New Airport Planners Set To Use Parts Of Old Floor In Kansas City's 'Largest Art Project Ever'
For 15 years, travelers in each of the three terminals at the Kansas City International Airport have walked on the sparkly deep blue art installation "Polarities" by New York artists Andrew Ginzel and Kristin Jones. Parking garage customers have stared up at stair-tower installations by various artists.
Ginzel describes "Polarities" as "very much about the kinetics of the passenger or the person using the terminal passing over the pictorial plane. Of course, the blue saturated ground plane that's so rich with glass and aggregate material, in a sense, reflects the sky above."
Terminal A closed in January 2014. Soon, anything that's not removed from that terminal and its parking lot will be lost to demolition, making way for the long-awaited and debated $1.5 billion single-terminal airport. The groundbreaking ceremony is Monday afternoon.
City architect Eric Bosch isn't worried about the changes; he's excited about what's next.
"It's the largest art project the city has ever completed — it will be," he says of art for the new terminal.
The new airport project is part of the One Percent for Art program, which Bosch administers. The program allots one percent of any municipal building's construction budget to the creation of original art associated with that building. The final airport construction budget (minus design and demolition) hasn’t been firmed up yet, Bosch says, so he doesn't know what the art budget will be.
Airport planners have already removed the hanging installations and intend to save and reuse as many of the 39 medallions in Terminal A's terrazzo floor as they're able. They'll do the same for terminals B and C, but Bosch says he doesn't have a timeline for those.
Saving the medallions is complicated. The terrazzo crumbles easily and sits on about eight inches of concrete, and Bosch says there's no way to separate the two.
"They've cut out a square around each of the medallions, then once they get it up, they cut the concrete as close as they can to the terrazzo without disturbing the terrazzo. It seems like the best method to save it," he says.
Bosch says a committee is forming and will soon put out an international call for artists. Architects will identify palettes within the new spaces, like ceilings, walls, and the exterior skin of the garages and terminal.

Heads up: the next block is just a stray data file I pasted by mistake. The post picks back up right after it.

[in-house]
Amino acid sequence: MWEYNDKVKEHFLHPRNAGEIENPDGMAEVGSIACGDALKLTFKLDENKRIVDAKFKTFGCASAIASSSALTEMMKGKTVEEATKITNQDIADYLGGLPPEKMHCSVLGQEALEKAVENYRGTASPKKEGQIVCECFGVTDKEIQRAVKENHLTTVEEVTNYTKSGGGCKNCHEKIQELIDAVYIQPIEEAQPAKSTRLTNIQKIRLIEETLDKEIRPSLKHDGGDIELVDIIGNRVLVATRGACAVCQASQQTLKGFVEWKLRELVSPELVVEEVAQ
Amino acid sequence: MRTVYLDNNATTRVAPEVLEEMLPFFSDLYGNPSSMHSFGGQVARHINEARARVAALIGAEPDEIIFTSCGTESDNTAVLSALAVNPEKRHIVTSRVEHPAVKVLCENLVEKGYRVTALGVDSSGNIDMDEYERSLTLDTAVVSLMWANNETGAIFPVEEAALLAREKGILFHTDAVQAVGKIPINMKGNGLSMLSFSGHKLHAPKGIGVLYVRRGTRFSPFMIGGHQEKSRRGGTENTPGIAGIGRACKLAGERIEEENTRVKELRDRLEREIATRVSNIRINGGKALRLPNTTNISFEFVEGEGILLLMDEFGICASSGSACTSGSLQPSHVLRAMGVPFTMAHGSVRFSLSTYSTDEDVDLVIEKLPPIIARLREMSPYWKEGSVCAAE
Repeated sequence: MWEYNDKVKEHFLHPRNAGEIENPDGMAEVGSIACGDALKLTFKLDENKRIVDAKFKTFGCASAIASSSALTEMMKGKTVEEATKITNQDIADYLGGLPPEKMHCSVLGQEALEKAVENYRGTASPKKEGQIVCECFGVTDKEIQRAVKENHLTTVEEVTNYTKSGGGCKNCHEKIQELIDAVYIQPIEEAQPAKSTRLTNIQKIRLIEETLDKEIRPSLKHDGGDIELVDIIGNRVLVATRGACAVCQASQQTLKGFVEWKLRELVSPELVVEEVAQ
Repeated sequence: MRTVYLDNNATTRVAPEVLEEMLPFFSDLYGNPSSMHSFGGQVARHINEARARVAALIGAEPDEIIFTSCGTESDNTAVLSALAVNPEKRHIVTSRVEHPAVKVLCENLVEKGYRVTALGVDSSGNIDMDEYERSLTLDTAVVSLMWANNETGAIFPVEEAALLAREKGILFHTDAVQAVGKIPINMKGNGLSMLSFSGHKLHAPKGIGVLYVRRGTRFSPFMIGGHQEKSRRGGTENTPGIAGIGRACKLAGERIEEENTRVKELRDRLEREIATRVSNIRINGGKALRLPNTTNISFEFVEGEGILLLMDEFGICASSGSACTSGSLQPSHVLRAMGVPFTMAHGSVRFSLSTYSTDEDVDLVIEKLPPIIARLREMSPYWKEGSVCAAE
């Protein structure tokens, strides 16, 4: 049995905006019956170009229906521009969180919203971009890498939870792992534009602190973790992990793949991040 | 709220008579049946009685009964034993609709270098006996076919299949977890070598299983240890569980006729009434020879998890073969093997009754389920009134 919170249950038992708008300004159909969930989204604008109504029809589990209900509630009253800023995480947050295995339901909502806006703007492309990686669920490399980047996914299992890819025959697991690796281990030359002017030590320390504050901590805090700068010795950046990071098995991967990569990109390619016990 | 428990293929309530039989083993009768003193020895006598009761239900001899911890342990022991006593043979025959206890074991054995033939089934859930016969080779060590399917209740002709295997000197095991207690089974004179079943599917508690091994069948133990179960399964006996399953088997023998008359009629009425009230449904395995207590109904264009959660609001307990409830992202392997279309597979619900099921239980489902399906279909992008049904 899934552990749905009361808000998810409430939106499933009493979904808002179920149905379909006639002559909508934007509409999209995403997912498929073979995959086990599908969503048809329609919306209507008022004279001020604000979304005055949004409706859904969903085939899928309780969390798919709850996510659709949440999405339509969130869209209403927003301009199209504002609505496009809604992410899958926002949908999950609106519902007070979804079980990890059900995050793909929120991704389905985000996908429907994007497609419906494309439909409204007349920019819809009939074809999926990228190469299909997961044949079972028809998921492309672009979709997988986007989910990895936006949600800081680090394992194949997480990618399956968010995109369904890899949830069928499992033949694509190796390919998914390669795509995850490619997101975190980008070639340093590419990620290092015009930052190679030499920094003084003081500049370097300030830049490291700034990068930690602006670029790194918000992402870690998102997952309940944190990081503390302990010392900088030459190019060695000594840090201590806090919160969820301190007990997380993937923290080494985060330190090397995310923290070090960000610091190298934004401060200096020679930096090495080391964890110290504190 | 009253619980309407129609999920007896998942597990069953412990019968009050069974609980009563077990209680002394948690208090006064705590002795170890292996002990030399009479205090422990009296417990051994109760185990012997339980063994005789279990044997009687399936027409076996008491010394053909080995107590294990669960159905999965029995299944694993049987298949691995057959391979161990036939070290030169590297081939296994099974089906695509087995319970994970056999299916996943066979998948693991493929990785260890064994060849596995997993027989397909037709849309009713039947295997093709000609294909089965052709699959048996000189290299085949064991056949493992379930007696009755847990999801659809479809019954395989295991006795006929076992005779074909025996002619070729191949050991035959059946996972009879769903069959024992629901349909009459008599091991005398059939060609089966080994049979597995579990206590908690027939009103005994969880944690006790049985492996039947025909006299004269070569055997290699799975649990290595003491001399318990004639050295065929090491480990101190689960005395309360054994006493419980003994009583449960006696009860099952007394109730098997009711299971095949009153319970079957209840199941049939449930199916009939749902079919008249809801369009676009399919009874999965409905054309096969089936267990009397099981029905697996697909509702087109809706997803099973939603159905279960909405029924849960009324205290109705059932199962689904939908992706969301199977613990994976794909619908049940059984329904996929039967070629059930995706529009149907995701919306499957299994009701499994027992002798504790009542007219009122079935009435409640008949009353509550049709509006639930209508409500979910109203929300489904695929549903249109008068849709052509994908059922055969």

"We're trying to incorporate art and architecture, and this is the best time to do that, early on," he says.
For Bosch, public art has a lot to do with tourism.
"Everybody has an opinion about it and that's good because they start talking about art, and I believe that more people come to Kansas City to see art — and art, no matter how you define it, it's performance, visual — than any other reason."
Ginzel and Jones were chosen to design the floor after a renovation budget was finalized nearly 20 years ago. They've created installations in public spaces from coast to coast, including the floor of the Tampa Airport, which is similar to the one in Kansas City.
Ginzel says neither artist has been contacted by the city about removing or reconceptualizing "Polarities" in the new airport, but they'd heard about Terminal A's closing.
"The thing about works in public spaces is that we all know things do not last forever," he says.
Ginzel says public art is an "antidote to the normalcy of things that one normally finds that are ubiquitous now in the world," such as restaurants or, in an airport, practical spaces like baggage claims.
Ginzel thinks of airports as non-spaces. In his and Jones' original work on "Polarities," they sought to relate to the notion of flow patterns and the dynamics of aerodynamics, but also create images specific to Kansas City like prairie scenes.
"Ultimately," Ginzel says, "I think strong public art can raise consciousness about the place, giving kind of a trigger to a different kind of consciousness, even if it's somewhat abstract, about the place the person is moving through."